This lesson will present the case of Judy, and provide information regarding the perspective that attitudes towards dying vary across individuals and are influenced by culture and faith traditions—an important consideration in Canada’s multicultural society.
It will also give you tools for effective communication with patients and their loved ones about exploring the benefits of opting for palliative care, as well as the potential costs to a patient and their family if difficult conversations are avoided. A self-reflection exercise will also encourage you to think through your own feelings and beliefs about dying and death.
In this video, you will consider the types of conversations that may occur between patients and their families when medical professionals are not there to witness them.
(To read along click here.)
As healthcare providers working with palliative care patients, we are often coming into a person’s life at a later stage, and they already have their network of relationships established. What we bring is medical knowledge, an awareness of the process of dying and death, and an interest in maintaining clear communication through all of the changes that will come.
The Role of Culture
In the previous video, we saw how one of Judy’s friends reacts to her news: with a determination to fight, and the attitude that ‘anything is possible’. This may be seen as a great way for her to support her friend, but it is also a reflection of a dominant Canadian cultural behaviour to deny death as much as possible.
The Ottawa-based Vanier Institute of the Family has an excellent resource on “Death, Dying and Canadian Families” by Dr. Katherine Arnup1. She discusses common attitudes to dying and death in Canada, beginning with the notion that Canadian society is death-denying—deeply uncomfortable with the reality of death, and deeply uncomfortable talking about issues related to dying and death. With the historical shift to the medicalization of death in Canada (and other Western countries), it is easier to ignore the reality of death: gone are the days when every funeral was a community event and when even children grew up interacting with people who were dying.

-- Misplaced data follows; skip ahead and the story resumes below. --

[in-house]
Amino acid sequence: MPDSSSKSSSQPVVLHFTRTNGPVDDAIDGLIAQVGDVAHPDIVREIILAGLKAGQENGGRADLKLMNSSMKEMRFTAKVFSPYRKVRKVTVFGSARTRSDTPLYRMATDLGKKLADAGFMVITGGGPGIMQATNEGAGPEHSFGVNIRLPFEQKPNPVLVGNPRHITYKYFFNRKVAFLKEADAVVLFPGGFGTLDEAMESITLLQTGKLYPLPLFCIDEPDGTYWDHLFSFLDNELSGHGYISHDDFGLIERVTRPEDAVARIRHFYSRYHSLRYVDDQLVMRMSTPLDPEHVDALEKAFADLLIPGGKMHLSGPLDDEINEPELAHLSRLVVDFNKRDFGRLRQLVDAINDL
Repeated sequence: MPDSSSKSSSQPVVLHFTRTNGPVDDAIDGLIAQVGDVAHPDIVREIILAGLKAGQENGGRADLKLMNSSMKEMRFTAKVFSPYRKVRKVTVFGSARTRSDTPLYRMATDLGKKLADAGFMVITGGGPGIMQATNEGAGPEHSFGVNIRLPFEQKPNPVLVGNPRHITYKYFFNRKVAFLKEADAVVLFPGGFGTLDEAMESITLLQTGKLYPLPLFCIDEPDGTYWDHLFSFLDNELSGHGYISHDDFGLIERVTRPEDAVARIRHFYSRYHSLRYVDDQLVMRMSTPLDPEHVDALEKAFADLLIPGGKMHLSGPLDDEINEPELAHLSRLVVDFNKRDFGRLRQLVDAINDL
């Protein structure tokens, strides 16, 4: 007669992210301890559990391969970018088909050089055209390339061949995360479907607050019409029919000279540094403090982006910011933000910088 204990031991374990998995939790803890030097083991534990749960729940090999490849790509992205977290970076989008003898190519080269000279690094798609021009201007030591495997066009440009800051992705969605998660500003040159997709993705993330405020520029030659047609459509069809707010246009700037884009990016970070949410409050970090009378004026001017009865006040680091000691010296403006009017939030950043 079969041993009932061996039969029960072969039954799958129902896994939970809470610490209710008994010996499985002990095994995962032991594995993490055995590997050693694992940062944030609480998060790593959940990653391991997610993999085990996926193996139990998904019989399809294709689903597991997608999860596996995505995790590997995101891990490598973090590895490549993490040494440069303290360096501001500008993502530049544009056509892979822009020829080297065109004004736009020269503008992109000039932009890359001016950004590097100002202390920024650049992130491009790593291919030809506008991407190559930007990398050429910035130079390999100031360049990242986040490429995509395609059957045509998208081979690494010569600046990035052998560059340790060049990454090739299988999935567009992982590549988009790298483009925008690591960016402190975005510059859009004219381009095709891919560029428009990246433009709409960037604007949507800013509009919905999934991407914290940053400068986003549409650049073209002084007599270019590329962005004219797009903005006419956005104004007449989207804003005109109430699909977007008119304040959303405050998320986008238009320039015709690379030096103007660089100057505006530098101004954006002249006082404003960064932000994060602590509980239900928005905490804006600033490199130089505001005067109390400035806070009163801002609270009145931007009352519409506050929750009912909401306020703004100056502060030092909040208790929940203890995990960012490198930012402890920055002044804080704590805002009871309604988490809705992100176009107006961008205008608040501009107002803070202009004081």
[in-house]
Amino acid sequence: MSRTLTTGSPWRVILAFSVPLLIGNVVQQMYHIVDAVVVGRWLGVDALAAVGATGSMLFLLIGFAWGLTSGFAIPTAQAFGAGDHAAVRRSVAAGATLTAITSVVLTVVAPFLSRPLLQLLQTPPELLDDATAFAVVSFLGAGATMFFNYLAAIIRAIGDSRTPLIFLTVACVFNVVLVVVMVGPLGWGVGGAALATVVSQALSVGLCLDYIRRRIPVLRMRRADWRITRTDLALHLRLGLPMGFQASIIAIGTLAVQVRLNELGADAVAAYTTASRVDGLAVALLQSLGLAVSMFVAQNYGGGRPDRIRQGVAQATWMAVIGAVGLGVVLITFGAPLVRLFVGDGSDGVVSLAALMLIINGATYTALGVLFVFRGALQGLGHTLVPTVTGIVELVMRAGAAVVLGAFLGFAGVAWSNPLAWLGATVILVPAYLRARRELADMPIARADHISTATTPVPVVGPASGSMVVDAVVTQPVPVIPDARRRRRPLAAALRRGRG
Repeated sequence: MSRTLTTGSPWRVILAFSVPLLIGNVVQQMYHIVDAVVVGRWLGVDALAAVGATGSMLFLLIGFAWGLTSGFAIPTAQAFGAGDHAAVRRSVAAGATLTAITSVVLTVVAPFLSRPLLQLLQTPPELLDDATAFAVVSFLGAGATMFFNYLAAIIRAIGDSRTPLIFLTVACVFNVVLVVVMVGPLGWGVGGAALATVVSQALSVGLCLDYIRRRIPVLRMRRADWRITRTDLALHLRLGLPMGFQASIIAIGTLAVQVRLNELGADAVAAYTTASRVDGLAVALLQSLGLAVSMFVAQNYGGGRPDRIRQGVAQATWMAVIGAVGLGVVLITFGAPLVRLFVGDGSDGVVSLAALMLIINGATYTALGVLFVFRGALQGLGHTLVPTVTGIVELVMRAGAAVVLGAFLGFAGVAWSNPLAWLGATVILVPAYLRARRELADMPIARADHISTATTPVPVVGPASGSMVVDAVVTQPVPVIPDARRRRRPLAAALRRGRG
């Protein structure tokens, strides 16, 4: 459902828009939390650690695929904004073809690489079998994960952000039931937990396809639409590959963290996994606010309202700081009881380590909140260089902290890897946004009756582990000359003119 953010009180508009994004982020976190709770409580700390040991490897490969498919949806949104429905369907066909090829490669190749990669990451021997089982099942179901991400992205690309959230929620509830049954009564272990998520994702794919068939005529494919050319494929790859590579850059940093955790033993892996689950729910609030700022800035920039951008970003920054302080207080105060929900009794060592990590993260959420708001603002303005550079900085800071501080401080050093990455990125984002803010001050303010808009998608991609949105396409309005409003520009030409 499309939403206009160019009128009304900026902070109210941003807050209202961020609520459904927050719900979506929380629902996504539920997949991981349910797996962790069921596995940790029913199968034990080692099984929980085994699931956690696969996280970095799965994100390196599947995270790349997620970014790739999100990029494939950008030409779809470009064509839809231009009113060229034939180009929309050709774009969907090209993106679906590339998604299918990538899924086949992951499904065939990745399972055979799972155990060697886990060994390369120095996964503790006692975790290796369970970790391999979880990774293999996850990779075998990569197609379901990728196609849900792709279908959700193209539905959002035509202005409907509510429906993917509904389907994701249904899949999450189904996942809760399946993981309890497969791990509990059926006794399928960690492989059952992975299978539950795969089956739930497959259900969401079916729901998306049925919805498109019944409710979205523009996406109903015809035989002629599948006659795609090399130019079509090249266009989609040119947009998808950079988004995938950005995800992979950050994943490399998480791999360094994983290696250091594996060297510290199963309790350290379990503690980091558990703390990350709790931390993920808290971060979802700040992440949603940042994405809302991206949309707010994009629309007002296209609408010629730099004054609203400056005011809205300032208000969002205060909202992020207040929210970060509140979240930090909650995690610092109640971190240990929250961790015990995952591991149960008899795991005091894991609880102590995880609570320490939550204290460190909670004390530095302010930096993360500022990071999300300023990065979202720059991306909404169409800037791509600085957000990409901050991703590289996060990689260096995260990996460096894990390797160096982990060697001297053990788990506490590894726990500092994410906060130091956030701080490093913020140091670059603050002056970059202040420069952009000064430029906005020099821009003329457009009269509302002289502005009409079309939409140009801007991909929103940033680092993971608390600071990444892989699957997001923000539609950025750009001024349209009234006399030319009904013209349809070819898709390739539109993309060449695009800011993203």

Consider the following “realities” of dying and death. Despite the fact that the majority of people hope to die at home, the majority of people die in a hospital or long-term care facility. Many people do not want “heroic measures” taken once they are incurably sick, but most people have not told their doctor or a loved one this. In fact, most people do not have an Advanced Care Directive in place. An Advanced Care Directive is a document with written instructions regarding future decision-making about one’s health care, including who will make decisions for them once they are unable to make decisions on their own due to illness or incapacity, and what care they would like to receive in that situation. It is very important that individuals talk both with the people they want to authorize as substitute decision-makers and with their healthcare providers about their wishes. See here and here.
In the Canadian context, pain management and dignity are two primary concerns for those who are dying. Palliative care can offer excellent services to address both these concerns, but discussing palliative care (as with many other issues surrounding dying and death) is difficult. Even healthcare providers struggle to start such conversations with patients and their families. Palliative care’s emphasis is on the life of the patient, for as long as they live—and accepting death as the way each life ends. This requires a shift in thinking for many people.
Of course every person is unique, and there are lots of individuals and families in Canada who draw much more from their cultural or religious background, especially when important life events an transitions occur.
Take some time to reflect on your own culture’s attitudes to dying and death in the following exercise.